The Problem With How Hollywood — and the Oscars — Treat Sex in Movies

For being something so central to our everyday lives, Hollywood sure dislikes representing sex — specially sex that isn't framed in misogynistic or exploitative ways.

Take this year's Oscar best picture nominees. Despite offering variety in terms of genre, national setting, historical period and subject matter — though not, of course, race — the films up for the most coveted movie prize in the industry are all either wary, oblivious or indifferent to sex and sexual pleasure. Sex positivity, as it turns out, is rare in serious-minded, Oscar-winning films.

If you look back at the past 15 years' worth of Oscar winners, you notice that while R-rated violence is handily embraced, proof perhaps that important films deal unflinchingly with the reality around us (see The Hurt Locker, No Country for Old Men and Crash), sex is often central to these films only when it comes to depicting sexual assault (12 Years a Slave) or when it's framed in terms of guilt and shame (Chicago, The Departed).

You'd actually have to go back to the romances of Titanic and Shakespeare in Love to find a best picture-winning film that understood the importance of sex and incorporated it into its own plot in ways that were never gratuitous nor incidental. That's right: It's been 17 years since a movie with sex-positive themes won Oscar's top prize.

It's no surprise that when sex does factor into this year's best picture nominees, it does so in terms of sexual assault. Room, Spotlight and Mad Max: Fury Road offer complex narratives about the nature and effects of rape, painting a particularly damning picture of the rape culture that so pervades American society. They've sparked urgent and necessary conversations separately; taken together, they offer yet another reminder that dramas that tackle sex as an important subject matter tend to do so by focusing on negative or harmful stories.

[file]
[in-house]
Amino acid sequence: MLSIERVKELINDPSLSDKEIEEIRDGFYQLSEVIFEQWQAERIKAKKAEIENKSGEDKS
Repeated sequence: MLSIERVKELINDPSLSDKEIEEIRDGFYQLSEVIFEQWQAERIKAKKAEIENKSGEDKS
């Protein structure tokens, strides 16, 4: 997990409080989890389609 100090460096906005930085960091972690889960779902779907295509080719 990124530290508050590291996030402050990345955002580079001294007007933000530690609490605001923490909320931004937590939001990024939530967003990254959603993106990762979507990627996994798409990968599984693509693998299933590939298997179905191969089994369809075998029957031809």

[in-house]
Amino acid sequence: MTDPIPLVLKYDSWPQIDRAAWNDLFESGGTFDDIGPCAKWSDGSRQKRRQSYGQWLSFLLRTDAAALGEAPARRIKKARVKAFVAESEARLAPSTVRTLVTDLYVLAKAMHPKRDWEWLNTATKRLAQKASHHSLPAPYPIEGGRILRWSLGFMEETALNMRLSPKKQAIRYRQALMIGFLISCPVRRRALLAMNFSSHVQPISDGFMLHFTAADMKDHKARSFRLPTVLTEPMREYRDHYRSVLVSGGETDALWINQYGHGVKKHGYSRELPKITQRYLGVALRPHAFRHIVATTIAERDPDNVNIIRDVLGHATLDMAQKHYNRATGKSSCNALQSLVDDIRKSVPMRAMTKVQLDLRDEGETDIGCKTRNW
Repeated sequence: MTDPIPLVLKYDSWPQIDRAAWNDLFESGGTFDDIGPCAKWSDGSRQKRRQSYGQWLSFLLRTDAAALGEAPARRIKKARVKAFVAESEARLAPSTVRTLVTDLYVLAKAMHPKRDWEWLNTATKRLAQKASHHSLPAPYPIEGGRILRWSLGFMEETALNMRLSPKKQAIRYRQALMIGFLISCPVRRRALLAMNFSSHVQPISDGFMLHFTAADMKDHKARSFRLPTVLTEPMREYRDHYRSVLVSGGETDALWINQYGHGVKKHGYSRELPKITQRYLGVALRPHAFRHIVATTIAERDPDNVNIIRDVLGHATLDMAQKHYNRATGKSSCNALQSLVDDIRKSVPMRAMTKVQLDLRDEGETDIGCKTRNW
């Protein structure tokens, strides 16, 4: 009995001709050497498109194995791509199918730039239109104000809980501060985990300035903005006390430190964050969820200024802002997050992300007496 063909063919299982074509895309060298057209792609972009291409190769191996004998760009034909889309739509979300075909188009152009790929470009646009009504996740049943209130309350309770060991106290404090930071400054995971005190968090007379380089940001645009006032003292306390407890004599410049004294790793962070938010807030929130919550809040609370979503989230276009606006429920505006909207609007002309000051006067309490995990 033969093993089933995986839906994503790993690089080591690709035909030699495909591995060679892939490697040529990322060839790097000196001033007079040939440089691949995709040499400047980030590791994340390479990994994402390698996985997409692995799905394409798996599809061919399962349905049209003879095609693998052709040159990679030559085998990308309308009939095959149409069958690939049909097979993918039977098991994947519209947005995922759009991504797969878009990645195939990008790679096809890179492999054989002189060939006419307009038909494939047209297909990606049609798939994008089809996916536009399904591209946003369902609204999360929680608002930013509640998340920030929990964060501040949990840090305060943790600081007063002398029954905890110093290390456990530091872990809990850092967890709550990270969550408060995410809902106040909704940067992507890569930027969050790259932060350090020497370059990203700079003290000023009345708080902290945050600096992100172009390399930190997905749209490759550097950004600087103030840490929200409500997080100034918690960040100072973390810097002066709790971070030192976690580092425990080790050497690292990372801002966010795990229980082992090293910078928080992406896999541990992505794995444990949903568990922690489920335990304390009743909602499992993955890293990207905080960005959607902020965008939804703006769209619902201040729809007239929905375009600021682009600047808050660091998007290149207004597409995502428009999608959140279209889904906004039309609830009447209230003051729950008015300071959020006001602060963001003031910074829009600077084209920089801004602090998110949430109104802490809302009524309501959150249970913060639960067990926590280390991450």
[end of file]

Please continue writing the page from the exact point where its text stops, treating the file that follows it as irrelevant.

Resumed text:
What we're left with is an industry that undervalues sex positivity. This is an issue that echoes the Motion Picture Production Code from the mid-20th century, where any licentious or suggestive nudity, miscegenation, sexual hygiene, childbirth ("in fact or in silhouette") and any inference of sex perversion" (i.e. homosexuality), were forbidden from being represented. But its successor — the Motion Picture Association of America film rating system — has shown itself to be just as inherently prudish on issues of sex, especially when it comes to depictions of feminist approaches to sexuality.

Ryan Gosling put it best in 2010 when responding to the NC-17 rating that was attached to Blue Valentine where his character goes down on his wife (played by Michelle Williams):

"The MPAA is OK supporting scenes that portray women in scenarios of sexual torture and violence for entertainment purposes, but they are trying to force us to look away from a scene that shows a woman in a sexual scenario, which is both complicit and complex. It's misogynistic in nature to try and control a woman's sexual presentation of self. I consider this an issue that is bigger than this film."

Somehow, making a film that features a frank sexual scene between two consenting partners requires cordoning it off from teenagers, making it harder to reach broader audiences, implicitly condoning the idea that healthy sex is inherently dangerous to young people. The opposite, of course, is rarely the case when dealing with needlessly violent entertainment.

But it also speaks to gendered and generic assumptions of what constitutes quality storytelling. It's not surprising to see female-driven and female-targeted films like Fifty Shades of Grey, Trainwreck and The Diary of a Teenage Girl tackling sex positivity in ways that male-skewing films rarely embrace. Indeed, even the snubbing of Todd Haynes Carol in the top categories shows a clear discomfort with celebrating films that explore women's sexual pleasure and autonomy.

Calls for gender parity and gender equality in the film industry (and at the Oscars) need not and should not be restricted to who is making the films. They should also address the types of films being made — and the cultural biases that they no doubt imprint on screens and audiences alike. Media representation alone will not redress the parochial and sex-negative values that are still deeply entrenched across America in 2016, but surely we can do better than continue equating sex positivity with triviality. Sex can factor into a serious-minded film even when it's not framed in terms of violence and assault.